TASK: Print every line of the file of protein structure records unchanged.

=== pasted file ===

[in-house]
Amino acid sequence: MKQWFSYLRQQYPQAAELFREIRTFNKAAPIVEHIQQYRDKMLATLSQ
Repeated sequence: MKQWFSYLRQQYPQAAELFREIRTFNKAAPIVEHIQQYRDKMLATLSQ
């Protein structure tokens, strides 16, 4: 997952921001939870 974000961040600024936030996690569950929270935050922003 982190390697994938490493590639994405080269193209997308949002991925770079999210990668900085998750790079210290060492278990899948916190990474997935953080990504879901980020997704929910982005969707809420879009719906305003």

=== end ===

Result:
[in-house]
Amino acid sequence: MKQWFSYLRQQYPQAAELFREIRTFNKAAPIVEHIQQYRDKMLATLSQ
Repeated sequence: MKQWFSYLRQQYPQAAELFREIRTFNKAAPIVEHIQQYRDKMLATLSQ
């Protein structure tokens, strides 16, 4: 997952921001939870 974000961040600024936030996690569950929270935050922003 982190390697994938490493590639994405080269193209997308949002991925770079999210990668900085998750790079210290060492278990899948916190990474997935953080990504879901980020997704929910982005969707809420879009719906305003």